Narrow cobblestone streets, cute little squares with spraying fountains and huge trees, enormous Spanish-built forts and restaurants serving spicy Mexican and Cuban fare are not normal in most U.S. cities.
But then little about San Juan, Puerto Rico is normal. It is far from what we expected. My scant knowledge of Puerto Rico was strongly influenced by the musical West Side Story where white and Puerto Rican gangs battle for the streets of a section of New York.
What my wife and I found were colourful buildings, delightful architecture, friendly people, and a love for an island that has a unique relationship with the U.S.
Puerto Rico is technically part of the United States. Puerto Ricans are U.S. citizens, and make up about 1.3 per cent of the total population of the country. They enjoy all the benefits of citizenship, except one: Puerto Ricans who live in Puerto Rico cannot vote for the U.S. president.
But it is not this straight forward. In the Olympic Games, Puerto Rico fields its own athletic team, separate from the U.S. Puerto Ricans don't file federal income tax returns, unless they work for the U.S. government. Bookstores in the U.S. put travel guides to Puerto Rico in their "International Travel" section rather than "Domestic Travel," where they belong. No wonder we were confused!
Nearly two million people live in, or near, San Juan and many of them rarely set foot in Old San Juan. For tourists it is entirely different. Many visitors see nothing of the wider city except for the drive from the airport to the old city.
Old San Juan lies within a 500-year-old walled citadel that has been declared a UNESCO World Heritage Site. Medieval masonry and cantilevered balconies seem to float above the narrow cobblestone streets below. The streets are perfect for wandering and seem to insist you explore all their secret nooks and crannies.
They are lined with antique iron lampposts, arty shops and souvenir stores. There are pavement cafes in the squares and beautiful old buildings and churches look out to wide views of the ocean.
Cool courtyards done with European flair hide behind the shops and pavement cafés, inviting you to enter. It is more Spanish than many areas of Spain.
In 1493, Christopher Columbus "discovered" Puerto Rico and claimed it for Spain. Some years later the Spanish started their colonization. Puerto Rico's geographic position at the western edge of the Caribbean made San Juan one of the key frontier outposts of Spain's West Indies Empire.
The Spanish built a small fort here in 1540 and then constructed the walls that encircled the city in 1634. The work continued into the mid-1700s when the King of Spain decided to make San Juan virtually unconquerable.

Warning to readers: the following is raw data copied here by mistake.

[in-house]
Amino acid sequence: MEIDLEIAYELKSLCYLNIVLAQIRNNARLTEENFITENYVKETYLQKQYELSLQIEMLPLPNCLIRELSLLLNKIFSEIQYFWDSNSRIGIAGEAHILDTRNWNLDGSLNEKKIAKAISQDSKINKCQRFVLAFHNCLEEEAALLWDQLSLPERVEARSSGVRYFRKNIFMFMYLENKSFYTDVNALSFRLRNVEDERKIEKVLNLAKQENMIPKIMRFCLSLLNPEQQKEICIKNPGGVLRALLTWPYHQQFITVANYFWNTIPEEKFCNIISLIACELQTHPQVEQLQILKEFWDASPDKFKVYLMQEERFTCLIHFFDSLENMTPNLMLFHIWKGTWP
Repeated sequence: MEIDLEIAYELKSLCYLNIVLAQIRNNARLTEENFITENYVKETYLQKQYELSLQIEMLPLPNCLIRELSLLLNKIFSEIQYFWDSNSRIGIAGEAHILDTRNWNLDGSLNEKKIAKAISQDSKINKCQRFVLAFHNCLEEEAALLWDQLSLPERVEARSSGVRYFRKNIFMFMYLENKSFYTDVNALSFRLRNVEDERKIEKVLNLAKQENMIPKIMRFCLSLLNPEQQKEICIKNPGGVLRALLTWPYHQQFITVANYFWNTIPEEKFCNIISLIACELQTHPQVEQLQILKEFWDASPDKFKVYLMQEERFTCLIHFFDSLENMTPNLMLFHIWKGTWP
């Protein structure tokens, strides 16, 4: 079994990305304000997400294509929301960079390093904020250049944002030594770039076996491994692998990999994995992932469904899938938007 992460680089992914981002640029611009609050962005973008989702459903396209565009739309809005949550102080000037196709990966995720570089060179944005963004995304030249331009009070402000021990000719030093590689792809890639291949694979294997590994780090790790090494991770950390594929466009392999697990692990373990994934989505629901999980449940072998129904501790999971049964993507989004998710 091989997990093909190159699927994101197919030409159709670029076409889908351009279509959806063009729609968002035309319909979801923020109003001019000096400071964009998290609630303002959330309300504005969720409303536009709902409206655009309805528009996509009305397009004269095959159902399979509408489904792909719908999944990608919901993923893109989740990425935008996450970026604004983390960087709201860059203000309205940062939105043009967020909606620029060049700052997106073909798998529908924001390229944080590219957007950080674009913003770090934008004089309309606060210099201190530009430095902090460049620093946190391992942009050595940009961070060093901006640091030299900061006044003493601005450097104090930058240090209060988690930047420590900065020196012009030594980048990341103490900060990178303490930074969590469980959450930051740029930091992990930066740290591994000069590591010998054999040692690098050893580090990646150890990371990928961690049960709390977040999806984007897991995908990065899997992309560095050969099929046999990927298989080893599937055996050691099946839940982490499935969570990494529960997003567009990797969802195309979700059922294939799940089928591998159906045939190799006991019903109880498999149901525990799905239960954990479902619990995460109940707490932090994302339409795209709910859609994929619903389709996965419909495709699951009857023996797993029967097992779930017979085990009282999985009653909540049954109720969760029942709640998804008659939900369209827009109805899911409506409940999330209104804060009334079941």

The walls, and two massive forts, are some of the major attractions today. No visit would be complete without spending time exploring the fortifications and marvelling at the impressive structures. Guided tours are available for those who want them.
Elsewhere in the city, the Cathedral, which was commenced in 1521, is worth seeing and there are several museums. The Museum of the Americas is in a wonderfully restored building while the Museum of Art has local works displayed in a building, which itself is a work of art. The Casa Blanca Museum showcases life in the 16th and 17th centuries.
Old San Juan is reasonably compact but it is hilly and usually hot. If you are not comfortable with a lot of walking, there are free trolleys that will take you around the old city.
The area has some excellent restaurants, fast food outlets, markets, shops and several small hotels. The Hotel El Convento is generally considered the best (and most expensive) accommodation, but there are several others in charming old buildings with Spanish ambience.
Souvenir shopping in San Juan is a treat, or a nightmare, depending on your point of view. The Old City could be one of the most souvenir-clogged areas on the planet but there are some interesting buys amongst the "junk." Iconic vejigante masks are found at numerous shops, hand-carved wooden figurines of saints called santos are unusual buys, and hand-made Panama hats are useful and a great keepsake.
Outside the Old City, Condado hugs the beach to the east, and has many similarities to Miami Beach. Here's where expensive hotels, and the casinos inside many of them, attract nightlife-seeking locals and tourists alike.
A final suggestion is to visit the slick Casa Bacardi Visitor Center across San Juan Bay in Cataño. You'll pass through seven different zones covering both the history of the company and the rum-making process and have a taste of some of the brew. The best part is that it's all free.
Getting There: The major U.S. airlines fly from Canada to San Juan via mainland USA.
Visas: Puerto Rico is technically part of the U.S., so the same entry requirements apply.
When to Visit: Puerto Rico is hot between June and September and warm at other times of the year. January to March receives less rain than other months.